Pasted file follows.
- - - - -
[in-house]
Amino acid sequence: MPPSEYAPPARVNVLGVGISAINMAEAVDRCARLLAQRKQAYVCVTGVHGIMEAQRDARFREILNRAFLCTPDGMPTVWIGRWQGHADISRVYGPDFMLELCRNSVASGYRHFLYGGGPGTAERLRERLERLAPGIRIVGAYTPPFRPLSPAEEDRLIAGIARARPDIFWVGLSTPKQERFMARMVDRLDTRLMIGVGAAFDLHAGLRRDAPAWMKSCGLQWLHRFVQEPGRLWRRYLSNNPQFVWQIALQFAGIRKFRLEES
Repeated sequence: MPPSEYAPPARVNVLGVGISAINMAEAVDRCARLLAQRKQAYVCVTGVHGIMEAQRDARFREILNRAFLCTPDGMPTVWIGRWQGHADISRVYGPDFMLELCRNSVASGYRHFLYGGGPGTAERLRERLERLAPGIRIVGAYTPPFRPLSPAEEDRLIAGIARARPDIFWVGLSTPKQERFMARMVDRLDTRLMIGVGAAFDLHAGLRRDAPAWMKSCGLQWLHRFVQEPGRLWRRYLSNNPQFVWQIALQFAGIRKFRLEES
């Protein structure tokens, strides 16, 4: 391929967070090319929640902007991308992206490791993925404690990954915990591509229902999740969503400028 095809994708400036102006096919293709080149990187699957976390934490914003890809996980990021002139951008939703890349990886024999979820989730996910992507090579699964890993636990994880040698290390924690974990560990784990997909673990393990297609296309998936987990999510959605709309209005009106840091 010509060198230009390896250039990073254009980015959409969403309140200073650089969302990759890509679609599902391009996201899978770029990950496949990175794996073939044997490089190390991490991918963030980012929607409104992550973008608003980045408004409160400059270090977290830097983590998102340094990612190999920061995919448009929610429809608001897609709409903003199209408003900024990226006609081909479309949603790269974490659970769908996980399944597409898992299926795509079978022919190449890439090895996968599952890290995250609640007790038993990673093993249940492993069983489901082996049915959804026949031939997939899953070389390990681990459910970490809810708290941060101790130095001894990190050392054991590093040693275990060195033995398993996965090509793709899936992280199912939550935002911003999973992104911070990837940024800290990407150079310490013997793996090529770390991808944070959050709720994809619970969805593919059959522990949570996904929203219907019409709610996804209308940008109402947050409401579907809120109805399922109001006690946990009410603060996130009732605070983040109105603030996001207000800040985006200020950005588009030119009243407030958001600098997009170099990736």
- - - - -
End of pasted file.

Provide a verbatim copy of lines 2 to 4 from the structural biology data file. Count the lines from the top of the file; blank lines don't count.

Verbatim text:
Amino acid sequence: MPPSEYAPPARVNVLGVGISAINMAEAVDRCARLLAQRKQAYVCVTGVHGIMEAQRDARFREILNRAFLCTPDGMPTVWIGRWQGHADISRVYGPDFMLELCRNSVASGYRHFLYGGGPGTAERLRERLERLAPGIRIVGAYTPPFRPLSPAEEDRLIAGIARARPDIFWVGLSTPKQERFMARMVDRLDTRLMIGVGAAFDLHAGLRRDAPAWMKSCGLQWLHRFVQEPGRLWRRYLSNNPQFVWQIALQFAGIRKFRLEES
Repeated sequence: MPPSEYAPPARVNVLGVGISAINMAEAVDRCARLLAQRKQAYVCVTGVHGIMEAQRDARFREILNRAFLCTPDGMPTVWIGRWQGHADISRVYGPDFMLELCRNSVASGYRHFLYGGGPGTAERLRERLERLAPGIRIVGAYTPPFRPLSPAEEDRLIAGIARARPDIFWVGLSTPKQERFMARMVDRLDTRLMIGVGAAFDLHAGLRRDAPAWMKSCGLQWLHRFVQEPGRLWRRYLSNNPQFVWQIALQFAGIRKFRLEES
């Protein structure tokens, strides 16, 4: 391929967070090319929640902007991308992206490791993925404690990954915990591509229902999740969503400028 095809994708400036102006096919293709080149990187699957976390934490914003890809996980990021002139951008939703890349990886024999979820989730996910992507090579699964890993636990994880040698290390924690974990560990784990997909673990393990297609296309998936987990999510959605709309209005009106840091 010509060198230009390896250039990073254009980015959409969403309140200073650089969302990759890509679609599902391009996201899978770029990950496949990175794996073939044997490089190390991490991918963030980012929607409104992550973008608003980045408004409160400059270090977290830097983590998102340094990612190999920061995919448009929610429809608001897609709409903003199209408003900024990226006609081909479309949603790269974490659970769908996980399944597409898992299926795509079978022919190449890439090895996968599952890290995250609640007790038993990673093993249940492993069983489901082996049915959804026949031939997939899953070389390990681990459910970490809810708290941060101790130095001894990190050392054991590093040693275990060195033995398993996965090509793709899936992280199912939550935002911003999973992104911070990837940024800290990407150079310490013997793996090529770390991808944070959050709720994809619970969805593919059959522990949570996904929203219907019409709610996804209308940008109402947050409401579907809120109805399922109001006690946990009410603060996130009732605070983040109105603030996001207000800040985006200020950005588009030119009243407030958001600098997009170099990736």